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With BF&M amendment, conversation lands on process

Committee on Order of Business Chair Spence Shelton addresses messengers in New Orleans as SBC President Bart Barber, left, and parliamentarian Al Gage confer in the background. Photo by Sonya Singh

NASHVILLE (BP) — If there is such a thing as a good misstep in changing one of Southern Baptists’ foundational documents, New Orleans may be the example.

Adding the words “elder” and “overseer” alongside “pastor” in Article VI of the Baptist Faith and Message, which took place in the final session of the two-day gathering, hasn’t generated as much discussion as has the manner and speed with which it came about.

Jared Cornutt, lead pastor of North Shelby Baptist Church in Birmingham, Ala., introduced his motion during the first opportunity to do so on the morning of the annual meeting’s first day, June 13. Alongside others, it was distributed for further action to the Committee on Order of Business (COB).

The COB consists of seven members – the president of the Convention and six others – and works with counsel from the parliamentarian. SBC bylaws mandate that a report from the group regarding the state of those motions be given by the end of the first day. In all, the COB is scheduled to address the meeting four times.

Motions are typically ruled out of order, presented to messengers or referred to an SBC entity for further discussion and a report at a subsequent annual meeting.

“My expectation was that it would be referred to the Executive Committee,” Cornutt told Baptist Press. “If the Executive Committee found anything of value there, then we would discuss it at the 2024 meeting.”

Had it been ruled out of order, what he felt to be the next most likely scenario, Cornutt had no intention of opposing that decision.

“I just wanted to make the motion and let’s start talking about it,” Cornutt said.

The wording of the motion, however, dictated that it be discussed this year in New Orleans.

“It specifically asked for this year’s convention to take action,” Spence Shelton, 2023 COB chair and pastor of Mercy Church in Charlotte, N.C., told BP. “In this particular motion the COB, in counsel with president and our parliamentarians, spent considerable time coming to the conclusion that the appropriate parliamentary procedure was to allow the convention to decide on the proposed amendment as requested by the motion-maker.”

Cornutt’s motion was one of two that Shelton, in his Tuesday afternoon report, recommended “for later consideration.” Its deliberation would have likely taken place Wednesday morning during the COB’s third report, Shelton confirmed with BP today (June 23).

However, that didn’t happen because Tuesday’s schedule ran long.

Discussions, vote-taking and ballot-gathering related to the appeals of three churches over disfellowship (the first time such an event had taken place at an SBC meeting) alongside a motion to amend the SBC’s Constitution (for which 10 minutes of discussion was added) factored heavily. As a result, time for the Abuse Reform Implementation Task Force’s report and subsequent vote for continuation was rescheduled for Wednesday morning.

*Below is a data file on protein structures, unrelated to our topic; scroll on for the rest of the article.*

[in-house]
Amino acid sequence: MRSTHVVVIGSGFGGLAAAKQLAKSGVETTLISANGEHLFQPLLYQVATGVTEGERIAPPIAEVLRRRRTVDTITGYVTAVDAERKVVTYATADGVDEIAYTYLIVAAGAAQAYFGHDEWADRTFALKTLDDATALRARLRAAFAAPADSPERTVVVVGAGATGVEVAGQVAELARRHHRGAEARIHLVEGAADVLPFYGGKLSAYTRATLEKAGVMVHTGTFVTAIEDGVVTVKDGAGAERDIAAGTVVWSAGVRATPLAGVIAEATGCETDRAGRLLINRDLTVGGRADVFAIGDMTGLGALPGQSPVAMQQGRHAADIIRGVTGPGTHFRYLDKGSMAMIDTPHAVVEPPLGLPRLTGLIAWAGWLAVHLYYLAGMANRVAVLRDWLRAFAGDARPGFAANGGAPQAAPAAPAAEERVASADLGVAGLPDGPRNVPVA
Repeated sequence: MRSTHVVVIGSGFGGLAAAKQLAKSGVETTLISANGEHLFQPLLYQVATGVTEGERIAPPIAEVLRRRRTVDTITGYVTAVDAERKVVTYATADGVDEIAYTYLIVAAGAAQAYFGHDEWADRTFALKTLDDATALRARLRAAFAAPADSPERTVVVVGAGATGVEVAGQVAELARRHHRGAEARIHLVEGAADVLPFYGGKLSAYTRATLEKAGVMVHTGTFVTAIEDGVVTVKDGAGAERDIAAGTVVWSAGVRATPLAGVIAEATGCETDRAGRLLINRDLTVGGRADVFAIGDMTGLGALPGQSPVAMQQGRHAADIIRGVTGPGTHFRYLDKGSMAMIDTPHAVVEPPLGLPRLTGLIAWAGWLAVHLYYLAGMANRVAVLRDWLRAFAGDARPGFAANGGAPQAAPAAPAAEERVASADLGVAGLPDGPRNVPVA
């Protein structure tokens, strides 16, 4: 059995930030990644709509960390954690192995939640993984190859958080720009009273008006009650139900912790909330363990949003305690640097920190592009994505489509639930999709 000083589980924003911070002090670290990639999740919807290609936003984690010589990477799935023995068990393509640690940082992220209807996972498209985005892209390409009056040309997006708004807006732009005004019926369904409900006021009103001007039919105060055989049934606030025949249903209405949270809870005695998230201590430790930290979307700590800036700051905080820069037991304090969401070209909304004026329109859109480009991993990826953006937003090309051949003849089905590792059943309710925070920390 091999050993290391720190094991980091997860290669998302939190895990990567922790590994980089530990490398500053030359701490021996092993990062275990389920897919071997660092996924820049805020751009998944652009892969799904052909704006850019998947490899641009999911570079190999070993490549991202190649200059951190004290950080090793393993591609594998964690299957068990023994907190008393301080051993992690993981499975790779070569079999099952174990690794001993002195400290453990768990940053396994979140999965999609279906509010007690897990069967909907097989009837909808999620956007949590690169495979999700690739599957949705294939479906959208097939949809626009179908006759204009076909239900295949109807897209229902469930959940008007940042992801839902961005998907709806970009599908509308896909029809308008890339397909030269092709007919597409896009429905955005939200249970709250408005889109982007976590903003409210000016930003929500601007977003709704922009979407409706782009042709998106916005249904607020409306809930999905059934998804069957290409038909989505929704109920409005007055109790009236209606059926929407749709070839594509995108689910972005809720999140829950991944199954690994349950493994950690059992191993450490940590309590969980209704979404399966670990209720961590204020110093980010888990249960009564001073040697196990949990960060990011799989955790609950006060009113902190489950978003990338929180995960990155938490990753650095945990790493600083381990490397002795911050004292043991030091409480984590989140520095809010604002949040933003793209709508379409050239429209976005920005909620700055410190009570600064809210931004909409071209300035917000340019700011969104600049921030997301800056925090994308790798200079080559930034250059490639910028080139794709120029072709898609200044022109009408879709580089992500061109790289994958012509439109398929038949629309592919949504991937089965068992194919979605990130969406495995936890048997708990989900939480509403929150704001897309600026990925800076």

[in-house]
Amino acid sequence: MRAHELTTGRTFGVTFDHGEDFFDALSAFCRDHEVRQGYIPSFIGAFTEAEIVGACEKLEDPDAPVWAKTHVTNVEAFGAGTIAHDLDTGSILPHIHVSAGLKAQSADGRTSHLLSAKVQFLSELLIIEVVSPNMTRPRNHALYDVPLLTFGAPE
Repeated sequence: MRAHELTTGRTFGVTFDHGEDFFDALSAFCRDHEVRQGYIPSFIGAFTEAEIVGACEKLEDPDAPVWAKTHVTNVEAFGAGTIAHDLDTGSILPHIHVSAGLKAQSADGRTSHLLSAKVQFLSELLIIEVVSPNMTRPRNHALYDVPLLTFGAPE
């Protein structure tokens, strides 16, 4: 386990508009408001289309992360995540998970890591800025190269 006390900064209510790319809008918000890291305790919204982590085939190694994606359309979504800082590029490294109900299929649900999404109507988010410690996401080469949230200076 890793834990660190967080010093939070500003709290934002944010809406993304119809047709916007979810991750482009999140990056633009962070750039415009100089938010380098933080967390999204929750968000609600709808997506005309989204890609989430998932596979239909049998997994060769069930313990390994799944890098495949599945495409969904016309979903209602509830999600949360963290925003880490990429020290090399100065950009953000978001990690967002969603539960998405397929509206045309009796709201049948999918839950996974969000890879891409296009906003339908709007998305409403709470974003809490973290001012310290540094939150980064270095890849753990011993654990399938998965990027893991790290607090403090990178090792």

The COB’s third report slot would be combined with its fourth on Wednesday afternoon, a time when many messengers are either preparing to travel home or thinking heavily about it.

“Our governing documents dictate that any scheduled deliberation must come in a subsequent session after it is announced,” Shelton said. “The COB was aware this meant a Wednesday afternoon vote, which we recognize is the final hours of a long two days of business.

“While it was not our desire to put such a weighty vote so late in our proceedings, our options were quite limited, and it did fall within our scheduled programming.”

Shelton added that Cornutt had the option of retracting his motion at any time, but did not communicate “any such desire at any point.”

Cornutt wrote his own thoughts on the matter, observing “an unusual phenomenon” of “near-unanimous agreement with the content of the amendment, and entirely unanimous agreement that we can never amend our confession like that again.”

It is for such weighty discussions that committees are more appropriate, he said. Cornutt and a friend were trying to get another messenger in place to make such a motion before deliberation ended Wednesday afternoon and the matter was brought forward for a vote.

“If I didn’t believe in the sovereignty of God, I would say we got lucky last week – lucky that we passed a consensus amendment that clarified rather than changed the substance of our confession, and lucky that we learned we have a flaw in our system without causing serious damage,” he wrote.

Shelton, who completed his service on the COB in New Orleans, referred to the Baptist Faith and Message as “a vital unifying confession that should only be amended and updated under the care and recommendation of our best theologians after they have spent considerable time considering all relevant implications of such changes.”

It’s for that reason he will be making a motion regarding future deliberations as a messenger next year in Indianapolis.

Cornutt will be there as well, and is already prepared with his response.

“I’ll gladly be the first to raise my ballot in support of such a measure,” he said.